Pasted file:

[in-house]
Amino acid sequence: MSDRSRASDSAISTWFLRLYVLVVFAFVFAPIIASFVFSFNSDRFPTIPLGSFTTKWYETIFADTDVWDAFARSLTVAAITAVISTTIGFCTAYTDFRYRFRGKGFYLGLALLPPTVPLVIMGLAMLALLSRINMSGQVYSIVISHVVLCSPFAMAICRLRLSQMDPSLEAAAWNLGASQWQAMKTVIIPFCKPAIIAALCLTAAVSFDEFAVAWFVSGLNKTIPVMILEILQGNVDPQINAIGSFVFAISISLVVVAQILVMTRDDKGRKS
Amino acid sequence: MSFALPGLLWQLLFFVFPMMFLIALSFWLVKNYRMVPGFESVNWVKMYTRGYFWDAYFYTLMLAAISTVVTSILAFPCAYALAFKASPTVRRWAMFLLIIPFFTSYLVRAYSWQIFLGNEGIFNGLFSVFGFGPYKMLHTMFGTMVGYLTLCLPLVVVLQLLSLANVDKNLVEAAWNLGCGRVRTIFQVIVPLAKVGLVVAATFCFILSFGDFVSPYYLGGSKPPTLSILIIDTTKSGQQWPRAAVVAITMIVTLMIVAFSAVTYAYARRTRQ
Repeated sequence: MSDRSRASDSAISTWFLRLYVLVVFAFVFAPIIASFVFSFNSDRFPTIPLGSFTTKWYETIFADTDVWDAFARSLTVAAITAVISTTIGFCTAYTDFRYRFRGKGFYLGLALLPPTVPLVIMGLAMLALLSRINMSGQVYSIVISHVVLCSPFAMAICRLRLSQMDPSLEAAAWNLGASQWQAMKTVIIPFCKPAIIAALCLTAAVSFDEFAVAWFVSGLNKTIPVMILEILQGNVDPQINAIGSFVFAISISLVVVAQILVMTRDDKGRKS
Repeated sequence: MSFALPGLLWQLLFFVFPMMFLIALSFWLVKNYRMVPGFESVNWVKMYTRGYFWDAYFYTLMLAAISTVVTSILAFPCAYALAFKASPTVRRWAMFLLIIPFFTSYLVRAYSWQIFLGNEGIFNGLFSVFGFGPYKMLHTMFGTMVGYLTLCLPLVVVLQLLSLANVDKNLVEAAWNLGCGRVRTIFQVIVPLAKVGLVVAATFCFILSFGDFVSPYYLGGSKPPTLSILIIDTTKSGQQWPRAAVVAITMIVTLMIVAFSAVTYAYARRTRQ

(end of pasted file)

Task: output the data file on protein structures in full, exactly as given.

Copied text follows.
[in-house]
Amino acid sequence: MSDRSRASDSAISTWFLRLYVLVVFAFVFAPIIASFVFSFNSDRFPTIPLGSFTTKWYETIFADTDVWDAFARSLTVAAITAVISTTIGFCTAYTDFRYRFRGKGFYLGLALLPPTVPLVIMGLAMLALLSRINMSGQVYSIVISHVVLCSPFAMAICRLRLSQMDPSLEAAAWNLGASQWQAMKTVIIPFCKPAIIAALCLTAAVSFDEFAVAWFVSGLNKTIPVMILEILQGNVDPQINAIGSFVFAISISLVVVAQILVMTRDDKGRKS
Amino acid sequence: MSFALPGLLWQLLFFVFPMMFLIALSFWLVKNYRMVPGFESVNWVKMYTRGYFWDAYFYTLMLAAISTVVTSILAFPCAYALAFKASPTVRRWAMFLLIIPFFTSYLVRAYSWQIFLGNEGIFNGLFSVFGFGPYKMLHTMFGTMVGYLTLCLPLVVVLQLLSLANVDKNLVEAAWNLGCGRVRTIFQVIVPLAKVGLVVAATFCFILSFGDFVSPYYLGGSKPPTLSILIIDTTKSGQQWPRAAVVAITMIVTLMIVAFSAVTYAYARRTRQ
Repeated sequence: MSDRSRASDSAISTWFLRLYVLVVFAFVFAPIIASFVFSFNSDRFPTIPLGSFTTKWYETIFADTDVWDAFARSLTVAAITAVISTTIGFCTAYTDFRYRFRGKGFYLGLALLPPTVPLVIMGLAMLALLSRINMSGQVYSIVISHVVLCSPFAMAICRLRLSQMDPSLEAAAWNLGASQWQAMKTVIIPFCKPAIIAALCLTAAVSFDEFAVAWFVSGLNKTIPVMILEILQGNVDPQINAIGSFVFAISISLVVVAQILVMTRDDKGRKS
Repeated sequence: MSFALPGLLWQLLFFVFPMMFLIALSFWLVKNYRMVPGFESVNWVKMYTRGYFWDAYFYTLMLAAISTVVTSILAFPCAYALAFKASPTVRRWAMFLLIIPFFTSYLVRAYSWQIFLGNEGIFNGLFSVFGFGPYKMLHTMFGTMVGYLTLCLPLVVVLQLLSLANVDKNLVEAAWNLGCGRVRTIFQVIVPLAKVGLVVAATFCFILSFGDFVSPYYLGGSKPPTLSILIIDTTKSGQQWPRAAVVAITMIVTLMIVAFSAVTYAYARRTRQ